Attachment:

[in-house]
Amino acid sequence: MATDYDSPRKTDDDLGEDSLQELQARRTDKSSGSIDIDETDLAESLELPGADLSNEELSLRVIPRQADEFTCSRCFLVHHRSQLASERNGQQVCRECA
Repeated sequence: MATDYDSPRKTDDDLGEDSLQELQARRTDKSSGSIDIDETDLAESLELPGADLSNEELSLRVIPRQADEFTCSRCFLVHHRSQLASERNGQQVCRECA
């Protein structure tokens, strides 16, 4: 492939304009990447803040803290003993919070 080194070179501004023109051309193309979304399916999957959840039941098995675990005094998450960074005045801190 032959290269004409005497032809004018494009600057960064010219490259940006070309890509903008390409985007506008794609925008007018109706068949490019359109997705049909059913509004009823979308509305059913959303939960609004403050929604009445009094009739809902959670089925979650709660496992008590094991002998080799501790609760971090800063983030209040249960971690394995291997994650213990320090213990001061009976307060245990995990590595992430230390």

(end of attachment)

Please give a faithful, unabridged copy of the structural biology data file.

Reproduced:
[in-house]
Amino acid sequence: MATDYDSPRKTDDDLGEDSLQELQARRTDKSSGSIDIDETDLAESLELPGADLSNEELSLRVIPRQADEFTCSRCFLVHHRSQLASERNGQQVCRECA
Repeated sequence: MATDYDSPRKTDDDLGEDSLQELQARRTDKSSGSIDIDETDLAESLELPGADLSNEELSLRVIPRQADEFTCSRCFLVHHRSQLASERNGQQVCRECA
């Protein structure tokens, strides 16, 4: 492939304009990447803040803290003993919070 080194070179501004023109051309193309979304399916999957959840039941098995675990005094998450960074005045801190 032959290269004409005497032809004018494009600057960064010219490259940006070309890509903008390409985007506008794609925008007018109706068949490019359109997705049909059913509004009823979308509305059913959303939960609004403050929604009445009094009739809902959670089925979650709660496992008590094991002998080799501790609760971090800063983030209040249960971690394995291997994650213990320090213990001061009976307060245990995990590595992430230390």